North Korea’s nuclear proliferation programme has invited several excruciating international sanctions. Direct sanctions on its international trade were imposed after its fourth nuclear test in 2016, the most powerful ones are listed below.

The United Nations Security Council Resolution 2270 prohibits the export of items such as steel, coal and iron ore with  exceptions for civilian use to avoid unintended damage which has been actively used by the Kim regime to circumvent it to some extent, considering the fuzzy demarcation between state and limited private owned trading enterprises on one hand and between civilian and military enterprises on the other.

The UNSC Resolution 2321, which was imposed after its 5th nuclear test, limits the amount of coal exports which directly hit bilateral export trade with China in the first half of 2017. As North Korea continued its nuclear and missile development programme, more sanctions were slapped on it.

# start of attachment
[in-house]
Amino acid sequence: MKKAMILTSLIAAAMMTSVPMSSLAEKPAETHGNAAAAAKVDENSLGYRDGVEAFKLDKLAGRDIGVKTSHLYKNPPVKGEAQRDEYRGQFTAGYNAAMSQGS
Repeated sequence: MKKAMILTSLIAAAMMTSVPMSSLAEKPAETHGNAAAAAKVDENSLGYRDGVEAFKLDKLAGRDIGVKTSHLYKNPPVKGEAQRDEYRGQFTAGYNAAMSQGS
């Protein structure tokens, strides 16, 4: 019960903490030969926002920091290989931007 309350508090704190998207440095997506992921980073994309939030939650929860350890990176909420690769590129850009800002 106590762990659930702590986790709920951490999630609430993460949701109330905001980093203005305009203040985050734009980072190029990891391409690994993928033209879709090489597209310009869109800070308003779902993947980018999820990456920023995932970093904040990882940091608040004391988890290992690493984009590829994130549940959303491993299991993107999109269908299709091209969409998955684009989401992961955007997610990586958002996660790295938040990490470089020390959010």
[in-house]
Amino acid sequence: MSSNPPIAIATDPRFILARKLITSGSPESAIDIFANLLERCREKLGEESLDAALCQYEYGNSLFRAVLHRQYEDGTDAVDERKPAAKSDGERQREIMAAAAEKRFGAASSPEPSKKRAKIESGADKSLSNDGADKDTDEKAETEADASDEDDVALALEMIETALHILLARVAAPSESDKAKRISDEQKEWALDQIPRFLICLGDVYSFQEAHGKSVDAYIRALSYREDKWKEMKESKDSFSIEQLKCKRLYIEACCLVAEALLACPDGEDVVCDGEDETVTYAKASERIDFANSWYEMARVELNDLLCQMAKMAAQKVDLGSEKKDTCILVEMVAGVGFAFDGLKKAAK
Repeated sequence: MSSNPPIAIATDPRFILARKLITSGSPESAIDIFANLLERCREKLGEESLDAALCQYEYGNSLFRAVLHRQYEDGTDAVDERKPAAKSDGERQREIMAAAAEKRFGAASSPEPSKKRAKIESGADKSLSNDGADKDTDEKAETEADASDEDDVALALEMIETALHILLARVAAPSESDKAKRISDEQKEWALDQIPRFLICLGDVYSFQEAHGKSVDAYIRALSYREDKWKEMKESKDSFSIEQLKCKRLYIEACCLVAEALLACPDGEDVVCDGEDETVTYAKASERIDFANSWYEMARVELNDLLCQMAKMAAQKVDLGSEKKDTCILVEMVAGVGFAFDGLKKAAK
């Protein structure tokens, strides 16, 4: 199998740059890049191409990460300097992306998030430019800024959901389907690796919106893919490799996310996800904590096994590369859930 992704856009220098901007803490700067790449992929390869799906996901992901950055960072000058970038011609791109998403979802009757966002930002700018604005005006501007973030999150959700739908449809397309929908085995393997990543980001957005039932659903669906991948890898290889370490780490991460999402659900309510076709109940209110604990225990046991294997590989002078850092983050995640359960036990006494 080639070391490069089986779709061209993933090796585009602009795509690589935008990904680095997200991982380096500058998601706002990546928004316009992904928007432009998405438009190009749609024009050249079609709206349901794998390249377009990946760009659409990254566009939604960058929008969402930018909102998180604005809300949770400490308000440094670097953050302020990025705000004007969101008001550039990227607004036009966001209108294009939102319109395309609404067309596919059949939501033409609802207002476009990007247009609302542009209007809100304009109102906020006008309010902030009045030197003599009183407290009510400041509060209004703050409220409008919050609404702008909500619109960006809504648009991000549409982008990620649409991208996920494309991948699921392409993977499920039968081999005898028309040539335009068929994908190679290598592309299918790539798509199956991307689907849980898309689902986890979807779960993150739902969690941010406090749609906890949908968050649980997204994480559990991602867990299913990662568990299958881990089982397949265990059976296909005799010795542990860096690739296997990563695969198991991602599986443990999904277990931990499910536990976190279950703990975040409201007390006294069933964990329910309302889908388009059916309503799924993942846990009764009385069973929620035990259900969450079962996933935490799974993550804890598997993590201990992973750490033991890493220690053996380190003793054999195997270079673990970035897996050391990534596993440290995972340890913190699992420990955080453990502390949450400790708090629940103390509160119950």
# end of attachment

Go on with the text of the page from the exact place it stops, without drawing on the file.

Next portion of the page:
UNSC Resolution 2371 completely prohibits the export of North Korea’s major trading commodities such as steel, fisheries, coal and iron ore. UNSC Resolution 2375, on the other hand, bans exports of textile, combined together, these two resolutions ban five major export items in toto. Moreover, UNSC Resolution 2397 added more items to the banned list which include agrarian produce, machine, electronic goods, timber, metals, transportation methods, ships as well as limits the upper limit of crude oil supply at 4 million barrel and refined oil to 0.5 million barrel, causing a severe dent to the North Korean economy.  Moreover, under UNSC Resolution 2397, North Korean workers working abroad (which number approximately 50,000 to 100,000) must return back within 24 months.

Seesawing Growth

Even with several odds, Kim Jong-un managed to attain gradual economic growth in the first five years of his rule, with 2015 being an exception when the economy fell sharpest in 8 years  as the Gross Development Product (GDP) fell a real 1.1%, marking not just the first fall since 2010 but also the sharpest decline since 2007, reports South Korea’s central bank, th Bank of Korea (BOK), which publishes the most reliable statistics on North Korean economy since state published data from Pyongyang has been off the shelves.